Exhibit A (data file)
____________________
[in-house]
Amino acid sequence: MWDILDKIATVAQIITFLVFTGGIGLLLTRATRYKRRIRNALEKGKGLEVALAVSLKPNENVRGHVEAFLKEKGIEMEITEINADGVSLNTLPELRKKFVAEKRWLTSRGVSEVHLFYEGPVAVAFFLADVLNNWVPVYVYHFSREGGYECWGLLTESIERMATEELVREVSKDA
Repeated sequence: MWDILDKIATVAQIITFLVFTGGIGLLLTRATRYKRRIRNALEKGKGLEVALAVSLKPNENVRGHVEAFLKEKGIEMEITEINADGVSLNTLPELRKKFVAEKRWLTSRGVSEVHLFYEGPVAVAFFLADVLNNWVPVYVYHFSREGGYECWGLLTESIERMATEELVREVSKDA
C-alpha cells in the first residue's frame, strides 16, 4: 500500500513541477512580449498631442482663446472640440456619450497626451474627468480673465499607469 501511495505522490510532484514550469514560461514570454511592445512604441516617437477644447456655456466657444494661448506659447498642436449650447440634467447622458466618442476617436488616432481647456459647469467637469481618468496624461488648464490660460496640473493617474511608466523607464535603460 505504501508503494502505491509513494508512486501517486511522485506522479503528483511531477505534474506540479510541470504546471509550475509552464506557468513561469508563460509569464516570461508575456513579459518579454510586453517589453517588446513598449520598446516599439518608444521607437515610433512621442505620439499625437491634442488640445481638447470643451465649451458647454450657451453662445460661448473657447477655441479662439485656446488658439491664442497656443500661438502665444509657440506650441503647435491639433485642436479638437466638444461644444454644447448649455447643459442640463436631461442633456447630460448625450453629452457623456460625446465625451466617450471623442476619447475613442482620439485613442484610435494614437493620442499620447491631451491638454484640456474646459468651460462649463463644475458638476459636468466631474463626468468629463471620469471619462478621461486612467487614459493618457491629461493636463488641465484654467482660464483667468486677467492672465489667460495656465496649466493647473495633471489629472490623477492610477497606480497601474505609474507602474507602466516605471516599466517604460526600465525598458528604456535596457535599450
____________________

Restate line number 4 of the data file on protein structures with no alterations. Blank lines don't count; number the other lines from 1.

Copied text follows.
C-alpha cells in the first residue's frame, strides 16, 4: 500500500513541477512580449498631442482663446472640440456619450497626451474627468480673465499607469 501511495505522490510532484514550469514560461514570454511592445512604441516617437477644447456655456466657444494661448506659447498642436449650447440634467447622458466618442476617436488616432481647456459647469467637469481618468496624461488648464490660460496640473493617474511608466523607464535603460 505504501508503494502505491509513494508512486501517486511522485506522479503528483511531477505534474506540479510541470504546471509550475509552464506557468513561469508563460509569464516570461508575456513579459518579454510586453517589453517588446513598449520598446516599439518608444521607437515610433512621442505620439499625437491634442488640445481638447470643451465649451458647454450657451453662445460661448473657447477655441479662439485656446488658439491664442497656443500661438502665444509657440506650441503647435491639433485642436479638437466638444461644444454644447448649455447643459442640463436631461442633456447630460448625450453629452457623456460625446465625451466617450471623442476619447475613442482620439485613442484610435494614437493620442499620447491631451491638454484640456474646459468651460462649463463644475458638476459636468466631474463626468468629463471620469471619462478621461486612467487614459493618457491629461493636463488641465484654467482660464483667468486677467492672465489667460495656465496649466493647473495633471489629472490623477492610477497606480497601474505609474507602474507602466516605471516599466517604460526600465525598458528604456535596457535599450